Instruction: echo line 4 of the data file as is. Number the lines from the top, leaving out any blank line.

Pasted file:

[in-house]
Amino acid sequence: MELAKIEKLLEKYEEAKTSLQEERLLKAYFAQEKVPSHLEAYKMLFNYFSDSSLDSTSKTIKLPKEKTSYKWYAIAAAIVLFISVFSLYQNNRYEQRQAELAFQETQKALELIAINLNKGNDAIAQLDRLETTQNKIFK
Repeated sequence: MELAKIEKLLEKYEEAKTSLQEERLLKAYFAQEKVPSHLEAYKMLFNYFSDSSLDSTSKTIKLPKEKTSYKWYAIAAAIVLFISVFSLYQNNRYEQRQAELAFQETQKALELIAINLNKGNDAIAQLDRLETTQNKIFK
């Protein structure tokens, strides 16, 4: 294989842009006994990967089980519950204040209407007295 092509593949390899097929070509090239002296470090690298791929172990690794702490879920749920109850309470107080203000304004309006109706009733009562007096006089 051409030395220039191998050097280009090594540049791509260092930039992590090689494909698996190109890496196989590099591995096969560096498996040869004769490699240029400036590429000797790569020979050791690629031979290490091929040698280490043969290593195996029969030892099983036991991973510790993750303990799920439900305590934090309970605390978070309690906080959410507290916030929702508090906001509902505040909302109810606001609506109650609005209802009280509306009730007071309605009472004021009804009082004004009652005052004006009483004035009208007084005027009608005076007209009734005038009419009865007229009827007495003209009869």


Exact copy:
């Protein structure tokens, strides 16, 4: 294989842009006994990967089980519950204040209407007295 092509593949390899097929070509090239002296470090690298791929172990690794702490879920749920109850309470107080203000304004309006109706009733009562007096006089 051409030395220039191998050097280009090594540049791509260092930039992590090689494909698996190109890496196989590099591995096969560096498996040869004769490699240029400036590429000797790569020979050791690629031979290490091929040698280490043969290593195996029969030892099983036991991973510790993750303990799920439900305590934090309970605390978070309690906080959410507290916030929702508090906001509902505040909302109810606001609506109650609005209802009280509306009730007071309605009472004021009804009082004004009652005052004006009483004035009208007084005027009608005076007209009734005038009419009865007229009827007495003209009869």